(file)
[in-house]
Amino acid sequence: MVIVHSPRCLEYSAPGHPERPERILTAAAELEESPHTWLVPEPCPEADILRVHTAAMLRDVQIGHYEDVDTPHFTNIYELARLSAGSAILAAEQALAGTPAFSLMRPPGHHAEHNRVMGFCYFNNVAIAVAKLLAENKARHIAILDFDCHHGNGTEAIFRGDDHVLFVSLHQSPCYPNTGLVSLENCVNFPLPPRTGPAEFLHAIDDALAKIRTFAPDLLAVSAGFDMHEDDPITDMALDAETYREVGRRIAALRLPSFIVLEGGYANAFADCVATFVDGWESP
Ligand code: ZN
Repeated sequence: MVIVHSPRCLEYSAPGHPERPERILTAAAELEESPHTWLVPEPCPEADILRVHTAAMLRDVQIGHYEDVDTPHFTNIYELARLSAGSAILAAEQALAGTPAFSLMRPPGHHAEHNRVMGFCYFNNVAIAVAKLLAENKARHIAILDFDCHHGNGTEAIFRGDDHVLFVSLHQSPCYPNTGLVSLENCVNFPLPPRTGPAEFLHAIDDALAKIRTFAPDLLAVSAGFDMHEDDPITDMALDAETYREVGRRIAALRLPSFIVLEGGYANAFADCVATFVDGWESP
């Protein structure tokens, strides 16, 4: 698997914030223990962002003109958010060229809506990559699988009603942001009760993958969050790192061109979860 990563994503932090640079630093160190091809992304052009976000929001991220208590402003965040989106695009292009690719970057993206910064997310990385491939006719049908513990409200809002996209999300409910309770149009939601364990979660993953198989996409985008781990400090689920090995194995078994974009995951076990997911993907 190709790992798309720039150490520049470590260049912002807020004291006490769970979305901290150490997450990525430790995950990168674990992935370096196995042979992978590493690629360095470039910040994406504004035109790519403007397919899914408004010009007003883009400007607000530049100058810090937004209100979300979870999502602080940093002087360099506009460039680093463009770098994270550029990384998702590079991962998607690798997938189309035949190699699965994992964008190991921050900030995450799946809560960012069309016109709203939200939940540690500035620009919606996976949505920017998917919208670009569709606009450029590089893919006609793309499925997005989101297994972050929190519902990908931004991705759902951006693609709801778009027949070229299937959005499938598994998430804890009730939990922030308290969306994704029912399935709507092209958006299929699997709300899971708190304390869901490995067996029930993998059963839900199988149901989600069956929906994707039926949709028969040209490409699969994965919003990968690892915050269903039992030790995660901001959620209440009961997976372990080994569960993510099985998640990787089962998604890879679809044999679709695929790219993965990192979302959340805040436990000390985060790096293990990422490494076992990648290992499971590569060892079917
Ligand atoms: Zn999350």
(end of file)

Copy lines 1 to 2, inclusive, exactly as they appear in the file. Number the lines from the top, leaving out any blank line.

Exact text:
[in-house]
Amino acid sequence: MVIVHSPRCLEYSAPGHPERPERILTAAAELEESPHTWLVPEPCPEADILRVHTAAMLRDVQIGHYEDVDTPHFTNIYELARLSAGSAILAAEQALAGTPAFSLMRPPGHHAEHNRVMGFCYFNNVAIAVAKLLAENKARHIAILDFDCHHGNGTEAIFRGDDHVLFVSLHQSPCYPNTGLVSLENCVNFPLPPRTGPAEFLHAIDDALAKIRTFAPDLLAVSAGFDMHEDDPITDMALDAETYREVGRRIAALRLPSFIVLEGGYANAFADCVATFVDGWESP